Regardless, I was in my local mega-mall for some emergency supplies, and as I was heading up an escalator towards the exit a Vintage Books "21st birthday" display caught my attention. The poster (a sort-of copy is on the Australian distributor's link above), was of a beautiful colour wheel of 21 contemporary fiction novels. I went back down the escalator (the down one; I'm not totally crazy!) and popped in for a closer look. I had actually read about half of the chosen 21 books over my lifetime, which was wildly reassuring, but there were so many on my one-day list, that for the bargain price of roughly $12 each I decided to buy a couple.
McEwan's "Atonement" was in the prettiest shade of aqua, but I've read that one, so I settled on a lovely sky-blue version of Faulk's "A Week in December" and a jade-green copy of "Star of the Sea" by O'Connor. Perhaps selecting books by the colour of their cover is a strange approach... or perhaps not; I'll let you know when I get around to reading the books!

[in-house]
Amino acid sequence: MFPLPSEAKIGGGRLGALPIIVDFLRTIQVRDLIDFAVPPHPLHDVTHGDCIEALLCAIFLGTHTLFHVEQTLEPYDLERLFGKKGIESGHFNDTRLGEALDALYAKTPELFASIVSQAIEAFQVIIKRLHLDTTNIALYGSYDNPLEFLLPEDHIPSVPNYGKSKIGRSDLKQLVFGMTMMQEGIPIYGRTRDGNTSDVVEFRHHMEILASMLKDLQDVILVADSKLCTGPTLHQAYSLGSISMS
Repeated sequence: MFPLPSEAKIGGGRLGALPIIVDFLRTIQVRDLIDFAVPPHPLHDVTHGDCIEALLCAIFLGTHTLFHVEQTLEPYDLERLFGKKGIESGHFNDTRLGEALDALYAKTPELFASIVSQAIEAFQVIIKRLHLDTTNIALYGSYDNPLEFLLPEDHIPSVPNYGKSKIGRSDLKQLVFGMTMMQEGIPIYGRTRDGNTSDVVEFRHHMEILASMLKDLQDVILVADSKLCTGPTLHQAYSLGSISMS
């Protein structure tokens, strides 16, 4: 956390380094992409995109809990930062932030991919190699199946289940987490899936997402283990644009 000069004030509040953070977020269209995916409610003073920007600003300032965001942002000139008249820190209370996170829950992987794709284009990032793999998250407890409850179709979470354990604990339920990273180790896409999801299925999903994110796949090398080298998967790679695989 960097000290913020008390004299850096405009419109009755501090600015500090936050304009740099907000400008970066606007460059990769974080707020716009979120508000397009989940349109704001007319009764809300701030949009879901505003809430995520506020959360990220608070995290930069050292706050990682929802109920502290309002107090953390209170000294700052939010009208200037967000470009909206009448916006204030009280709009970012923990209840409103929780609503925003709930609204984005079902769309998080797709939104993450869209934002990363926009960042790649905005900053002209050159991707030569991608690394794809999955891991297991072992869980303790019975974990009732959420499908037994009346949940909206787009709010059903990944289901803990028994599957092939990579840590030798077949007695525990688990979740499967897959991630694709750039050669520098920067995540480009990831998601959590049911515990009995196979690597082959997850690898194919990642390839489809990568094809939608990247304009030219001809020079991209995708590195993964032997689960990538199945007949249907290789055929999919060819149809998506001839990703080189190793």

Enough of books - craft time. Inspired by the book colour-wheel and my recent post on the "scrappy-craft" project my kids made me, here's a tutorial on the colour wheel I made for Mimi's bedroom wall when she was a baby;
- Trace a large circle with a plate onto cardboard.
- Trace a smaller circle into the middle (use a ruler to mark it out to get it as close as possible to the middle - but if it's off centre that's ok too.)
- Fold the shape in half to cut the circle out, or use a pin to poke a hole in the middle and then push your scissors through and cut the inner-circle out.
- Divide the shape into 8 roughly equal sections with a pencil, and write the names of the colours down (I know there's only 7 colours in the rainbow, but I always give aqua it's own space between blue and green.)
- Using snippets of old magazines, wrapping paper, or construction paper, start to paste a collage of the colours into place.
- With a pair of scissors, trim the inner and outer edges.
- Done; your rainbow-circle is ready to hang!
I did this project for my kids, but there's no reason you can't get them to make this colour-wheel on their own. You could also make it a party craft project (perhaps without worrying about taking out the inner circle.) Why not make two the same size and stick them onto each other and then suspend the double-sided spectacular from the ceiling, or follow the same approach outlined above but use all green papers and turn it into a Christmas wreath... choices, choices!
If you have any colour wheel art you love; email me!